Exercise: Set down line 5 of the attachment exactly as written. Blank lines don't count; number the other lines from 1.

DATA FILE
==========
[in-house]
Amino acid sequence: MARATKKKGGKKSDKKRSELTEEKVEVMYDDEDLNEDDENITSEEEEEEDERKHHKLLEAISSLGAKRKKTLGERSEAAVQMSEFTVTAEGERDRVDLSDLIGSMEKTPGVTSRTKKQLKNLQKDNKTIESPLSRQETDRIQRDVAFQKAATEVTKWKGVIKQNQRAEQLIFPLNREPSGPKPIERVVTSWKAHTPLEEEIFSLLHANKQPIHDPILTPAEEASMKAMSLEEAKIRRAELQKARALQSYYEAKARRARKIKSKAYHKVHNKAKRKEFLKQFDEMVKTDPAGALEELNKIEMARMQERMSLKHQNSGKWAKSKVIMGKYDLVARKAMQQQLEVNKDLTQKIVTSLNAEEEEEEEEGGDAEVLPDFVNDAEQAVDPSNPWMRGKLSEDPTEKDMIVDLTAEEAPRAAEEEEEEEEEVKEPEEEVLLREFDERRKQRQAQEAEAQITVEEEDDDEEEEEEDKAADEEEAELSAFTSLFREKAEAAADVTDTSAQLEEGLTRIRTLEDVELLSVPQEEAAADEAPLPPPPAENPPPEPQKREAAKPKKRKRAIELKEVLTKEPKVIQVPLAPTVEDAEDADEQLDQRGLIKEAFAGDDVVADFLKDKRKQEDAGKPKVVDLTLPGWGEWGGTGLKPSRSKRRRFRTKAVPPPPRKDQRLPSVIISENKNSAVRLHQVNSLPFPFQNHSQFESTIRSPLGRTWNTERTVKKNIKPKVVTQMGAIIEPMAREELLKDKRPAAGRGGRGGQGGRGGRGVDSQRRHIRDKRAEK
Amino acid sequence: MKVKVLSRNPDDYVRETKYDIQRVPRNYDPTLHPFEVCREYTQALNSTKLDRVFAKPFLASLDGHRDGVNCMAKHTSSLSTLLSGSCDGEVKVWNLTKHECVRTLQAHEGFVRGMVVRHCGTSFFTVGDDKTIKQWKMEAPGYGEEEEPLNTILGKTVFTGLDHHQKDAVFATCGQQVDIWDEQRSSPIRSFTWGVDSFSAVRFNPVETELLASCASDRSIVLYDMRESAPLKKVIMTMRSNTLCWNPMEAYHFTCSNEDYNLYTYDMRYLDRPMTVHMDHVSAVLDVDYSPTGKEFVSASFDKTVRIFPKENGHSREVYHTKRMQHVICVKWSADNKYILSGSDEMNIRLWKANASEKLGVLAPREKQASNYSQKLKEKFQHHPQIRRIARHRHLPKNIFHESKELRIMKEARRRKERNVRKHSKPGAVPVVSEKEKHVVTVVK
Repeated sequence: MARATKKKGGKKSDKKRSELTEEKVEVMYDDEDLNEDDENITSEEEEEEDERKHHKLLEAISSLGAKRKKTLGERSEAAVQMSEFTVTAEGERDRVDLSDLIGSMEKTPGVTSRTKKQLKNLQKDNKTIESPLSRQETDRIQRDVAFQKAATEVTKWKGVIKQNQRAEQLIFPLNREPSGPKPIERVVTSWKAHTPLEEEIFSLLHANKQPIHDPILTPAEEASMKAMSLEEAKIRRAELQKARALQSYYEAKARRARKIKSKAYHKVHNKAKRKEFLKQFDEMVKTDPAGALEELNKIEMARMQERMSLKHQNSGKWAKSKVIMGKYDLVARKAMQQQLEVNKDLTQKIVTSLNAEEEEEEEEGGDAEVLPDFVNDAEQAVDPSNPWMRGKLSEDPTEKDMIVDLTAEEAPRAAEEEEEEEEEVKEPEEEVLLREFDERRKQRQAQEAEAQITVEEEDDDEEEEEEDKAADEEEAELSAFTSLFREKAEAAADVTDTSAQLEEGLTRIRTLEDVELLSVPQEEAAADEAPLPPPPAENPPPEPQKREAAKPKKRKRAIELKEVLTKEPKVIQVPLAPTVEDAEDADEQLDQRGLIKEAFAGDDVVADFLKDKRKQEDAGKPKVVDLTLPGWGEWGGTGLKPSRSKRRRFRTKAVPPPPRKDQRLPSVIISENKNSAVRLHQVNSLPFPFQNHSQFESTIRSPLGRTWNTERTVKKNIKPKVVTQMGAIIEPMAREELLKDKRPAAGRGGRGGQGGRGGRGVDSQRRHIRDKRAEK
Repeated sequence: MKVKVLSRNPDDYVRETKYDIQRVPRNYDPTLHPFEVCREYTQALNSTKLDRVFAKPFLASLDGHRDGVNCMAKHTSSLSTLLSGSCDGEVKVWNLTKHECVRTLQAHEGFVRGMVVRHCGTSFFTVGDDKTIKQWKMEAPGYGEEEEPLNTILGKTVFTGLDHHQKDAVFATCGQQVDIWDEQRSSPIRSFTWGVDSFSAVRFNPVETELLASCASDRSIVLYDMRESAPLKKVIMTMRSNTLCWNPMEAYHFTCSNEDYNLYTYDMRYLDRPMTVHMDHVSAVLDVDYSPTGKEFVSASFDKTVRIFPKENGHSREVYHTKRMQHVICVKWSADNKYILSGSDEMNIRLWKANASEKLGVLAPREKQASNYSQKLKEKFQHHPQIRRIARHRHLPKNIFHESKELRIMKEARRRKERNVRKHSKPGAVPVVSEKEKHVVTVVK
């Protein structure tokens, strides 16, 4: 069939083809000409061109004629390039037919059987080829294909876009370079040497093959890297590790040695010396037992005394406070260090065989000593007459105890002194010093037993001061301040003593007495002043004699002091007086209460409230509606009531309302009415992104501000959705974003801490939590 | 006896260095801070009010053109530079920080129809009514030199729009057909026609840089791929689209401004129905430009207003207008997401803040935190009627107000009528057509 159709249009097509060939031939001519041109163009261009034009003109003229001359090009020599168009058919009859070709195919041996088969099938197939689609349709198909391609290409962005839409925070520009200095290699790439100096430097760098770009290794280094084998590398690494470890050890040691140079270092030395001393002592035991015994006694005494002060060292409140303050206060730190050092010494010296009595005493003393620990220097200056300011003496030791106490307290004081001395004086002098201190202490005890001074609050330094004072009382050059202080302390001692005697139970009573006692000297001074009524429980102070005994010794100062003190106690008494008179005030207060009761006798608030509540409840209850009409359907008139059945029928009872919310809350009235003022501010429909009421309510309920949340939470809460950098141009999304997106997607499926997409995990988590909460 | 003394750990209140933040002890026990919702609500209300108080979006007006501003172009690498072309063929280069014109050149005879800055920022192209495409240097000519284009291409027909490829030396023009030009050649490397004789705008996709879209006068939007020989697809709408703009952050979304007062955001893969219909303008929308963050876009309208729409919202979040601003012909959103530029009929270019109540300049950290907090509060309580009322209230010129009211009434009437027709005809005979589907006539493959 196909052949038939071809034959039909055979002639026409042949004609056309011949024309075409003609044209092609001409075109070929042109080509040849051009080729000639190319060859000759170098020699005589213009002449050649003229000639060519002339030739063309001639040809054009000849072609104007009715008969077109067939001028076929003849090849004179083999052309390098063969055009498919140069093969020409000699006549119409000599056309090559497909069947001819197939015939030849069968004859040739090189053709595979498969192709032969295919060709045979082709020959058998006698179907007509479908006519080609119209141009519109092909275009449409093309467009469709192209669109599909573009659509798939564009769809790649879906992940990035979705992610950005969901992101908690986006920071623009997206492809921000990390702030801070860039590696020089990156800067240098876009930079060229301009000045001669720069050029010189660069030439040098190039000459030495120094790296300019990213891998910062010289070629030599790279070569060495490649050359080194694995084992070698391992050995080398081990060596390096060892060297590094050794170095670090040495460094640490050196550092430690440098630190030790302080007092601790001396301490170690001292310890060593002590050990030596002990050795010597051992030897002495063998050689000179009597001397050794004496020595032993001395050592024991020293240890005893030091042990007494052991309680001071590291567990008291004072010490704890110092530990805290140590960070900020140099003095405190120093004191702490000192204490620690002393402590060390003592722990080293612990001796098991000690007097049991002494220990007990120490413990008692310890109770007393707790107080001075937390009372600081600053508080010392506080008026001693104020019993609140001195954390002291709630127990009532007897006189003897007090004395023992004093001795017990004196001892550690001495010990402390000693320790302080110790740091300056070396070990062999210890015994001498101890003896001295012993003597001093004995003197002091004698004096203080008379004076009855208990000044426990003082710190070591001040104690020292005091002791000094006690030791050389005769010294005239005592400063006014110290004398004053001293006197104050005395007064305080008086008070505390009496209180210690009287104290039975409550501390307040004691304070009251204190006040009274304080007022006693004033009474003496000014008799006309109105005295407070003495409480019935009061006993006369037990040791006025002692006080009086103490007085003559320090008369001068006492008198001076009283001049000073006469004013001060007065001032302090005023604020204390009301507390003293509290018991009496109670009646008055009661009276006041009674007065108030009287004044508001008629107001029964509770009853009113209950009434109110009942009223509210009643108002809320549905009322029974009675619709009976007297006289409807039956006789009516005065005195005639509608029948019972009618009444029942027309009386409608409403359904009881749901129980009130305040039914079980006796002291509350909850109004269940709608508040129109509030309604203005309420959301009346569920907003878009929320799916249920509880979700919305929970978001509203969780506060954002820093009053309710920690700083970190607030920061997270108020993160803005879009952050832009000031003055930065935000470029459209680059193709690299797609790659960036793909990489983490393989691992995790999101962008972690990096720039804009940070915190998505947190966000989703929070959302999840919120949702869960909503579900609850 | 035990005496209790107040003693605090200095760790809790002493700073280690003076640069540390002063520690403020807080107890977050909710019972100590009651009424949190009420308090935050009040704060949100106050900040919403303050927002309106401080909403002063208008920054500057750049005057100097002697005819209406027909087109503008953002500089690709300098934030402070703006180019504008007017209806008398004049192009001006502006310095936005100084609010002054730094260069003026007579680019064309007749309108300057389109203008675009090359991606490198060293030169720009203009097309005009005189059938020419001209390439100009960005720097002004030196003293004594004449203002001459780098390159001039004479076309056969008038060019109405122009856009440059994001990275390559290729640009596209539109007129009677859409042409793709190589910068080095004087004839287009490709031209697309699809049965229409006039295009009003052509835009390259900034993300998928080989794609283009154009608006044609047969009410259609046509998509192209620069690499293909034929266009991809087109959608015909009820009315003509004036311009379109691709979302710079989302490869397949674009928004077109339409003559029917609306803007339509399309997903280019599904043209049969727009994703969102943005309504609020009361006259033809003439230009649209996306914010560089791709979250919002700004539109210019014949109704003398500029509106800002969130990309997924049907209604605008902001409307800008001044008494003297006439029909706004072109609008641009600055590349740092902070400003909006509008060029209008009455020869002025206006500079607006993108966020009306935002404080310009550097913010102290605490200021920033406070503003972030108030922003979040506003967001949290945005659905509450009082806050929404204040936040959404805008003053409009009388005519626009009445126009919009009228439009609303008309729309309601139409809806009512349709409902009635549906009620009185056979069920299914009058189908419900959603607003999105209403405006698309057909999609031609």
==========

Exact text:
Repeated sequence: MKVKVLSRNPDDYVRETKYDIQRVPRNYDPTLHPFEVCREYTQALNSTKLDRVFAKPFLASLDGHRDGVNCMAKHTSSLSTLLSGSCDGEVKVWNLTKHECVRTLQAHEGFVRGMVVRHCGTSFFTVGDDKTIKQWKMEAPGYGEEEEPLNTILGKTVFTGLDHHQKDAVFATCGQQVDIWDEQRSSPIRSFTWGVDSFSAVRFNPVETELLASCASDRSIVLYDMRESAPLKKVIMTMRSNTLCWNPMEAYHFTCSNEDYNLYTYDMRYLDRPMTVHMDHVSAVLDVDYSPTGKEFVSASFDKTVRIFPKENGHSREVYHTKRMQHVICVKWSADNKYILSGSDEMNIRLWKANASEKLGVLAPREKQASNYSQKLKEKFQHHPQIRRIARHRHLPKNIFHESKELRIMKEARRRKERNVRKHSKPGAVPVVSEKEKHVVTVVK